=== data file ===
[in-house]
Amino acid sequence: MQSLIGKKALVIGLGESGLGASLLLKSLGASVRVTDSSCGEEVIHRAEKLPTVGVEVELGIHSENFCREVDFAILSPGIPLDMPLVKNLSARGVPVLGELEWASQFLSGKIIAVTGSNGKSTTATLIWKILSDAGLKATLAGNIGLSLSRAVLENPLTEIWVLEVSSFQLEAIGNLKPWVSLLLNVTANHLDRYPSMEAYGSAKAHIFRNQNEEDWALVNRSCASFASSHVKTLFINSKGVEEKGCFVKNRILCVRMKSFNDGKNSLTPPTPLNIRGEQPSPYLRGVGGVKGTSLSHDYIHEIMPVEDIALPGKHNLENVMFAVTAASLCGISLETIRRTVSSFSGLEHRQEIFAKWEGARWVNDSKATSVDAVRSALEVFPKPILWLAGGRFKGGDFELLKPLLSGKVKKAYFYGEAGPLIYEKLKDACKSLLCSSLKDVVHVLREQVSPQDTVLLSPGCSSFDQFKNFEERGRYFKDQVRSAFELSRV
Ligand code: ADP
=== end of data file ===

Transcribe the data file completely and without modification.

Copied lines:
[in-house]
Amino acid sequence: MQSLIGKKALVIGLGESGLGASLLLKSLGASVRVTDSSCGEEVIHRAEKLPTVGVEVELGIHSENFCREVDFAILSPGIPLDMPLVKNLSARGVPVLGELEWASQFLSGKIIAVTGSNGKSTTATLIWKILSDAGLKATLAGNIGLSLSRAVLENPLTEIWVLEVSSFQLEAIGNLKPWVSLLLNVTANHLDRYPSMEAYGSAKAHIFRNQNEEDWALVNRSCASFASSHVKTLFINSKGVEEKGCFVKNRILCVRMKSFNDGKNSLTPPTPLNIRGEQPSPYLRGVGGVKGTSLSHDYIHEIMPVEDIALPGKHNLENVMFAVTAASLCGISLETIRRTVSSFSGLEHRQEIFAKWEGARWVNDSKATSVDAVRSALEVFPKPILWLAGGRFKGGDFELLKPLLSGKVKKAYFYGEAGPLIYEKLKDACKSLLCSSLKDVVHVLREQVSPQDTVLLSPGCSSFDQFKNFEERGRYFKDQVRSAFELSRV
Ligand code: ADP